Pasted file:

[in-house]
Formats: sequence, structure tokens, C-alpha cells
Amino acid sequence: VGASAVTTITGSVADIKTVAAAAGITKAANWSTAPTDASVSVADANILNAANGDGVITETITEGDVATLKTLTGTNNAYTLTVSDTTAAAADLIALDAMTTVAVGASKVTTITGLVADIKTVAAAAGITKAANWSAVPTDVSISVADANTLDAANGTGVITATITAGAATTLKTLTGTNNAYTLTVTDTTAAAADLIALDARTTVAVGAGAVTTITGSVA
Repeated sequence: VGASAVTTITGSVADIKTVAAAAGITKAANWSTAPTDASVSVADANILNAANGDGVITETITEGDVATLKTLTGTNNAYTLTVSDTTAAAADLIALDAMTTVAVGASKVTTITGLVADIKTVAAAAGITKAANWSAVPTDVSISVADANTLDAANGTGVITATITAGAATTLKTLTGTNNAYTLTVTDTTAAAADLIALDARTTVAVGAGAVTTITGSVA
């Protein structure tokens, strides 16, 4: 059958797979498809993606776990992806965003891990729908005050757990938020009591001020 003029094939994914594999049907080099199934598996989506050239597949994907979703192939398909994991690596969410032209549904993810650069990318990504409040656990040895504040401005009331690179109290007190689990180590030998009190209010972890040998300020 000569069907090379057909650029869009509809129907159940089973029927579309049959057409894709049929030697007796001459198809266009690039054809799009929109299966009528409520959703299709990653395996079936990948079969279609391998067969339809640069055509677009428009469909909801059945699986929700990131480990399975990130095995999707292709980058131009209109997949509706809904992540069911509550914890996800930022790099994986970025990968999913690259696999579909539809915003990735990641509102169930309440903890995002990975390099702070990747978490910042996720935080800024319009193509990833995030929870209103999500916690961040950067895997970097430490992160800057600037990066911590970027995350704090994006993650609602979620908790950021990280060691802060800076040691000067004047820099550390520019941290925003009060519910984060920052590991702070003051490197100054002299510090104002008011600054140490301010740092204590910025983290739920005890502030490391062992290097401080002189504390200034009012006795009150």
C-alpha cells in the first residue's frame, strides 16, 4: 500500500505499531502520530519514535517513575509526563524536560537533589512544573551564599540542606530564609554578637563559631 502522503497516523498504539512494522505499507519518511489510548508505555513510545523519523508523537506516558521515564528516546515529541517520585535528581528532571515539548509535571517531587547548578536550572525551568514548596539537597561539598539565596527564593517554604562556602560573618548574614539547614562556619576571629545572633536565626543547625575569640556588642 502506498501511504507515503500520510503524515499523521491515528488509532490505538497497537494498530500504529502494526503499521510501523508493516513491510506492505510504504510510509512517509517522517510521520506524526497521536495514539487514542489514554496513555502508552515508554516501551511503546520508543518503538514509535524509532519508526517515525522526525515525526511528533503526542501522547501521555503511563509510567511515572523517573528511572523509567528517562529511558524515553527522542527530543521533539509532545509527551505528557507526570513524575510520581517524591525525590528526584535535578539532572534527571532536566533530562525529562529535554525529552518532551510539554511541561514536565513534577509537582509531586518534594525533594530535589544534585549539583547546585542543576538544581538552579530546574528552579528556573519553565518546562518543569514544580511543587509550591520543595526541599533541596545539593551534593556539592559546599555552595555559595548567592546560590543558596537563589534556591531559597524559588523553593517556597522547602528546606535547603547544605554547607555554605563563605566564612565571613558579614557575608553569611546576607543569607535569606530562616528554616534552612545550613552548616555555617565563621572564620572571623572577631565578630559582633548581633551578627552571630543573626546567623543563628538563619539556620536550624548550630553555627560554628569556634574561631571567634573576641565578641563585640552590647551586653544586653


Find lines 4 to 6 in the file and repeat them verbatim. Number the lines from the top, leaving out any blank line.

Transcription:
Repeated sequence: VGASAVTTITGSVADIKTVAAAAGITKAANWSTAPTDASVSVADANILNAANGDGVITETITEGDVATLKTLTGTNNAYTLTVSDTTAAAADLIALDAMTTVAVGASKVTTITGLVADIKTVAAAAGITKAANWSAVPTDVSISVADANTLDAANGTGVITATITAGAATTLKTLTGTNNAYTLTVTDTTAAAADLIALDARTTVAVGAGAVTTITGSVA
């Protein structure tokens, strides 16, 4: 059958797979498809993606776990992806965003891990729908005050757990938020009591001020 003029094939994914594999049907080099199934598996989506050239597949994907979703192939398909994991690596969410032209549904993810650069990318990504409040656990040895504040401005009331690179109290007190689990180590030998009190209010972890040998300020 000569069907090379057909650029869009509809129907159940089973029927579309049959057409894709049929030697007796001459198809266009690039054809799009929109299966009528409520959703299709990653395996079936990948079969279609391998067969339809640069055509677009428009469909909801059945699986929700990131480990399975990130095995999707292709980058131009209109997949509706809904992540069911509550914890996800930022790099994986970025990968999913690259696999579909539809915003990735990641509102169930309440903890995002990975390099702070990747978490910042996720935080800024319009193509990833995030929870209103999500916690961040950067895997970097430490992160800057600037990066911590970027995350704090994006993650609602979620908790950021990280060691802060800076040691000067004047820099550390520019941290925003009060519910984060920052590991702070003051490197100054002299510090104002008011600054140490301010740092204590910025983290739920005890502030490391062992290097401080002189504390200034009012006795009150």
C-alpha cells in the first residue's frame, strides 16, 4: 500500500505499531502520530519514535517513575509526563524536560537533589512544573551564599540542606530564609554578637563559631 502522503497516523498504539512494522505499507519518511489510548508505555513510545523519523508523537506516558521515564528516546515529541517520585535528581528532571515539548509535571517531587547548578536550572525551568514548596539537597561539598539565596527564593517554604562556602560573618548574614539547614562556619576571629545572633536565626543547625575569640556588642 502506498501511504507515503500520510503524515499523521491515528488509532490505538497497537494498530500504529502494526503499521510501523508493516513491510506492505510504504510510509512517509517522517510521520506524526497521536495514539487514542489514554496513555502508552515508554516501551511503546520508543518503538514509535524509532519508526517515525522526525515525526511528533503526542501522547501521555503511563509510567511515572523517573528511572523509567528517562529511558524515553527522542527530543521533539509532545509527551505528557507526570513524575510520581517524591525525590528526584535535578539532572534527571532536566533530562525529562529535554525529552518532551510539554511541561514536565513534577509537582509531586518534594525533594530535589544534585549539583547546585542543576538544581538552579530546574528552579528556573519553565518546562518543569514544580511543587509550591520543595526541599533541596545539593551534593556539592559546599555552595555559595548567592546560590543558596537563589534556591531559597524559588523553593517556597522547602528546606535547603547544605554547607555554605563563605566564612565571613558579614557575608553569611546576607543569607535569606530562616528554616534552612545550613552548616555555617565563621572564620572571623572577631565578630559582633548581633551578627552571630543573626546567623543563628538563619539556620536550624548550630553555627560554628569556634574561631571567634573576641565578641563585640552590647551586653544586653